Rite of Passage celebrates Indigeneity in 2020 instead of Cook’s arrival
Rite of Passage is an exhibition that has been in gestation for hundreds of years and the majority of curator Shannon Brett’s career. Brett’s ambition is to mark 2020 as a turning point in the national acknowledgement of the sovereignty of Aboriginal people, a transition that includes a new respect, going forward, for Australia’s First Nations. Its delivery, which includes an exhibition of work by 11 Aboriginal artists, a 60-page fully illustrated book, and an extensive public program, is tied conceptually to 2020.
While Rite of Passage is a significant project, guest curated by Brett and supported by Arts Queensland and host institution QUT Art Museum, this investment is minute when compared to the money the Australian government will spend to celebrate an anniversary that every artwork in this exhibition mourns: the arrival on this continent of Lieutenant James Cook 250 years ago.
Brett’s research reveals that Cook’s captaincy is a misnomer. According to the curator, “When he set sail in 1768 he was a Lieutenant. After he returned to England, he advanced to Commander, he never held the rank of Captain.”
Brett, a descendant of the Wakka Wakka, Butchulla and Gurang Gurang peoples, has worked with Aboriginal communities as an arts manager, as a fashion designer, and as a photographer, artist, writer and curator. This exhibition is driven by a commitment to disputing the heroism that surrounds Cook. “It is really my Aboriginality that drives me,” Brett says. “That is the career. It is my way of being within my culture.”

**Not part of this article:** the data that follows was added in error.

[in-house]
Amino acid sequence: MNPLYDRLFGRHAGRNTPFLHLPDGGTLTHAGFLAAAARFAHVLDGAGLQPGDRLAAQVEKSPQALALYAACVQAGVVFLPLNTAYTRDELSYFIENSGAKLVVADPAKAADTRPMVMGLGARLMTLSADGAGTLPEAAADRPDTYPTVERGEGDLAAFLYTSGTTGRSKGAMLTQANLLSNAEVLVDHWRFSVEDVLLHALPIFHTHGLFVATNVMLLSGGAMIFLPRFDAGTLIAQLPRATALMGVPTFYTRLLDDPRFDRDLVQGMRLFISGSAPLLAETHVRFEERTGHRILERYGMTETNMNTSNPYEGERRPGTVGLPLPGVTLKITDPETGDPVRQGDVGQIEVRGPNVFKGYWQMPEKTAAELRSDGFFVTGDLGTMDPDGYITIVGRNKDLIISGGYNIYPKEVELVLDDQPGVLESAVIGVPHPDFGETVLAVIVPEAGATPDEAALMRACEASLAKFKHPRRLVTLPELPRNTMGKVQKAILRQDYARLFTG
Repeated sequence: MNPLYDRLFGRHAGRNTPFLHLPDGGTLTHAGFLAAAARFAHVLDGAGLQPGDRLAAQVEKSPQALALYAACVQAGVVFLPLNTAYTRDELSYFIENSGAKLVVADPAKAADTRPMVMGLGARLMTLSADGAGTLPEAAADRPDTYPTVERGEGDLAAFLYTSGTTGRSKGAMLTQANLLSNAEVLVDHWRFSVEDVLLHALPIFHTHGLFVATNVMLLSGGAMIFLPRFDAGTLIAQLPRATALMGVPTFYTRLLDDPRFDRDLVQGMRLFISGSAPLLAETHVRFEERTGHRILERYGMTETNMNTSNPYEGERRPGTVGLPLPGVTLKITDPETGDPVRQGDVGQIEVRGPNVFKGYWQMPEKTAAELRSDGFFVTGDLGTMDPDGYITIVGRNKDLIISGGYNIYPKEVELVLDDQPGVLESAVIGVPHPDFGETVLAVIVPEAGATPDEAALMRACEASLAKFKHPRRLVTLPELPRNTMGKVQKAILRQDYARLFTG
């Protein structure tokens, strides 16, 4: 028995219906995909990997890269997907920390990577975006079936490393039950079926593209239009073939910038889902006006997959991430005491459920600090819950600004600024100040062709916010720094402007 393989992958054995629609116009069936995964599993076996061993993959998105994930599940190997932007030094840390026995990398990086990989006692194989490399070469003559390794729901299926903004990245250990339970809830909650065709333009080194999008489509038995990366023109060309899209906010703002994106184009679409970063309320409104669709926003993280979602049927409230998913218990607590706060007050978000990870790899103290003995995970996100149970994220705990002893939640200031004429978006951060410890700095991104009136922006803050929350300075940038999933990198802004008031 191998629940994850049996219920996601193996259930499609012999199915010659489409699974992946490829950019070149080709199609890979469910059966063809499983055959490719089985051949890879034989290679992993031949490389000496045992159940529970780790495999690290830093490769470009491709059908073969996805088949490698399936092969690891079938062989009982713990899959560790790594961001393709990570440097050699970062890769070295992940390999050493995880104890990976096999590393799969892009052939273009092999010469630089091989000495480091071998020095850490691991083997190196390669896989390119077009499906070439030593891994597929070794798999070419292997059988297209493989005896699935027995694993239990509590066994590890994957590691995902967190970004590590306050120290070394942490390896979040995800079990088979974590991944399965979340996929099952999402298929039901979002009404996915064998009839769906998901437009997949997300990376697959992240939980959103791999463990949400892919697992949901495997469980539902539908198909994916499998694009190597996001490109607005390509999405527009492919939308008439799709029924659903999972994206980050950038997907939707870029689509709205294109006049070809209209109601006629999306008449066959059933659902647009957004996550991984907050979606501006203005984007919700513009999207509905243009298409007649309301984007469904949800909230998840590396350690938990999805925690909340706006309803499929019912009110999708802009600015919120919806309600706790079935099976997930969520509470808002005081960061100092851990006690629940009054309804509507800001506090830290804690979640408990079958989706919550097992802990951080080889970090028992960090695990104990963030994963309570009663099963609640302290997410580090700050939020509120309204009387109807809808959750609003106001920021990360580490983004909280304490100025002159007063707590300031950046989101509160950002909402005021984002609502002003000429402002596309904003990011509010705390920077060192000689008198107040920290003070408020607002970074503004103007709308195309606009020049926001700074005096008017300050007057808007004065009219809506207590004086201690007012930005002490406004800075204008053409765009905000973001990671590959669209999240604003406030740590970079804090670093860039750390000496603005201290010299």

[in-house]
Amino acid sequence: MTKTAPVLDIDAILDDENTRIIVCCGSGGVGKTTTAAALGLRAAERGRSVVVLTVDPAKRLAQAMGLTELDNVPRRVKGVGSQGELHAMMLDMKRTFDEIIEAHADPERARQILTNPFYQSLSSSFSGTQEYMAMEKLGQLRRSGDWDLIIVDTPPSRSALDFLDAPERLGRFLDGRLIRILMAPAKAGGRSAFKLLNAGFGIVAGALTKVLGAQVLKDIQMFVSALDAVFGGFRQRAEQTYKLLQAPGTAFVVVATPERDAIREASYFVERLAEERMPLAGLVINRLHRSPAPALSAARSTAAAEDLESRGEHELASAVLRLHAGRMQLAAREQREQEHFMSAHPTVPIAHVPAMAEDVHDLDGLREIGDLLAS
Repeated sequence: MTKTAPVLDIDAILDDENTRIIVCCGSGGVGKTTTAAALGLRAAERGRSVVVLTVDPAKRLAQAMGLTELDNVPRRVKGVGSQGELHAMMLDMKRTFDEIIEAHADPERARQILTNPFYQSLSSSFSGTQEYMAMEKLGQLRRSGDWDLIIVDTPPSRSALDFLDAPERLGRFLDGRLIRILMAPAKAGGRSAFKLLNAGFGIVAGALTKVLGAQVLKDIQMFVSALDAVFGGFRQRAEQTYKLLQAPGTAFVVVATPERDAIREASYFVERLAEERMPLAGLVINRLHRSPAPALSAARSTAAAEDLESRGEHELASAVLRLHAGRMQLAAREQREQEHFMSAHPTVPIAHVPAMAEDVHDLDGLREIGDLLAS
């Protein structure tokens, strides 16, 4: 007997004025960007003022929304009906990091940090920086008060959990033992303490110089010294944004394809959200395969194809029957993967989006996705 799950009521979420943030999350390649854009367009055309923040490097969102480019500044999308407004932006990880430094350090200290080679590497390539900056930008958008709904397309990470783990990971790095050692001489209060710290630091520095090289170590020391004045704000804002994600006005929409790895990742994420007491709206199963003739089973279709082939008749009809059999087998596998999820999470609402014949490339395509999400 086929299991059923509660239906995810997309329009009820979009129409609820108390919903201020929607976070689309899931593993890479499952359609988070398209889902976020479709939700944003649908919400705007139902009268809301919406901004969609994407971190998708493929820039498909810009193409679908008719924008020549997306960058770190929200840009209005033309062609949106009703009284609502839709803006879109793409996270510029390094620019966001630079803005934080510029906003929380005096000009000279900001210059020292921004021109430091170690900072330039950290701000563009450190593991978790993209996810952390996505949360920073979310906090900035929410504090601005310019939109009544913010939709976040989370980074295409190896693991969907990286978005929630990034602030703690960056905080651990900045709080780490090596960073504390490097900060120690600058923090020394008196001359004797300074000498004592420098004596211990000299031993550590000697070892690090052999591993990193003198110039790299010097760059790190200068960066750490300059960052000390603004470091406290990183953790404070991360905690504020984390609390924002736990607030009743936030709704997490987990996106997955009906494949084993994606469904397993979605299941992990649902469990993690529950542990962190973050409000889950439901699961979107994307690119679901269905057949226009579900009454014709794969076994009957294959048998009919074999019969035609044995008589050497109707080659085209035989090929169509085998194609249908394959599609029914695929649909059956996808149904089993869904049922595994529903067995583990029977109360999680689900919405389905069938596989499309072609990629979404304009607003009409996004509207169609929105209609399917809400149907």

In the book, Brett writes, “The 250-year-celebrations of the anniversary of Lieutenant James Cook’s brief journey to this country are an unadulterated display of totalitarianism; they are extremely unethical, overly funded, and outrageously insensitive.”
Brett chose artists on the strength of works that confront racism and partisan histories. “These honest artists are storytellers, people who know our history and who understand those melancholy yesterdays and our acrimonious now. Through their work, the artists contemplate their intergenerational pain to decolonise current social realities and to conjure political change that will educate a greater community conditioned by the constructs of whiteness. This has become their rite.”
The majority of the artists are well known, described by Brett as “fantastic machines who exist in this struggle,” such as: Judy Watson, Karla Dickens, Lola Greeno, Nici Cumpston, Leah King-Smith, Megan Cope and Julie Gough. Other artists include Carol McGregor, Glennys Briggs, Mandy Quadrio and Jenna Lee. Each of their works are tough and communicative.
Julie Gough’s Crime Scene (Survivor) is a narrative about the shooting of a young Aboriginal servant set in picturesque Tasmanian landscapes. Karla Dickens’s Work horses are visceral containers of violence and subjugation, housed in saddlery collars to make the point that Aboriginals were regarded as a labour force on a par with domestic animals. The environmental cost of colonisation is canvassed in works by Judy Watson and Nici Cumpston, and Megan Cope’s The Blaktism is a ritual in which her identity (as a fair-skinned Aboriginal woman) is overwritten. While some of these works have been previously exhibited, drawing them together for Rite of Passage highlights the biographical focus visible in the work and the artists’ determination to telegraph the losses of “thousands of years of ecological and spiritual power and cultural knowledge.”